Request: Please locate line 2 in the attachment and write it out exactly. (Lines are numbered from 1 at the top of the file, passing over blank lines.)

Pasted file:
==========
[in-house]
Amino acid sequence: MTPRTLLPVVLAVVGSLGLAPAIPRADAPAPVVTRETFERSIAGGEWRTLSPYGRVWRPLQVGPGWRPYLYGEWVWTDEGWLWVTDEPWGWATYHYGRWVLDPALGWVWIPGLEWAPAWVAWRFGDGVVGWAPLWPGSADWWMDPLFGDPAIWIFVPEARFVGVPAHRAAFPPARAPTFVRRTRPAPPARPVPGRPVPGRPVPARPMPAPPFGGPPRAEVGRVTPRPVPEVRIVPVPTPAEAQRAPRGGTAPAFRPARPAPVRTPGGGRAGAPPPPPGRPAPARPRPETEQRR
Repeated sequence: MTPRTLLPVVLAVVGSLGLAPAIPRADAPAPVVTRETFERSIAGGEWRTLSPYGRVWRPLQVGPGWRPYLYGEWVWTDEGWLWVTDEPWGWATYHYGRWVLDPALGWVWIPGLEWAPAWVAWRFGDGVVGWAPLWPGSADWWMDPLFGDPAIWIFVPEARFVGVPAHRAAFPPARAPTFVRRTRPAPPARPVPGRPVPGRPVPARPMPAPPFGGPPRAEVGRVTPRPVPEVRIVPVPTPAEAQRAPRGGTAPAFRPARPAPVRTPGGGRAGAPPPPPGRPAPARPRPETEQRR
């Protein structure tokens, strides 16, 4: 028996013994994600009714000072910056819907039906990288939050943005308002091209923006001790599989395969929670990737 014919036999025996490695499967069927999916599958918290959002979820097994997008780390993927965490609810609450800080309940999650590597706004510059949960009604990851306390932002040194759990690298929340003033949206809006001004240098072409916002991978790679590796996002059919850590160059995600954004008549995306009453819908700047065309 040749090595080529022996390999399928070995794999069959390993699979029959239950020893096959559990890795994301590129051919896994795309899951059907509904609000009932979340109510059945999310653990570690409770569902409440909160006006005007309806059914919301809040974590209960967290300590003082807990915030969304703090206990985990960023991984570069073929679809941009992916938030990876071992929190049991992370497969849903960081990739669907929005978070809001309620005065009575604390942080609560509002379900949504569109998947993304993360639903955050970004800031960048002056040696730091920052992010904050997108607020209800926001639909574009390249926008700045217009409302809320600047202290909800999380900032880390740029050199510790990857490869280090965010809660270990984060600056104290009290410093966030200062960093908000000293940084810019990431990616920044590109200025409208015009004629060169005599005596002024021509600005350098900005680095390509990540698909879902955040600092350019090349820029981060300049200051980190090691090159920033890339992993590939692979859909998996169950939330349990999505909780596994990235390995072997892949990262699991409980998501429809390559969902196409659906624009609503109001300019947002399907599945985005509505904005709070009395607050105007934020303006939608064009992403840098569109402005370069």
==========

Amino acid sequence: MTPRTLLPVVLAVVGSLGLAPAIPRADAPAPVVTRETFERSIAGGEWRTLSPYGRVWRPLQVGPGWRPYLYGEWVWTDEGWLWVTDEPWGWATYHYGRWVLDPALGWVWIPGLEWAPAWVAWRFGDGVVGWAPLWPGSADWWMDPLFGDPAIWIFVPEARFVGVPAHRAAFPPARAPTFVRRTRPAPPARPVPGRPVPGRPVPARPMPAPPFGGPPRAEVGRVTPRPVPEVRIVPVPTPAEAQRAPRGGTAPAFRPARPAPVRTPGGGRAGAPPPPPGRPAPARPRPETEQRR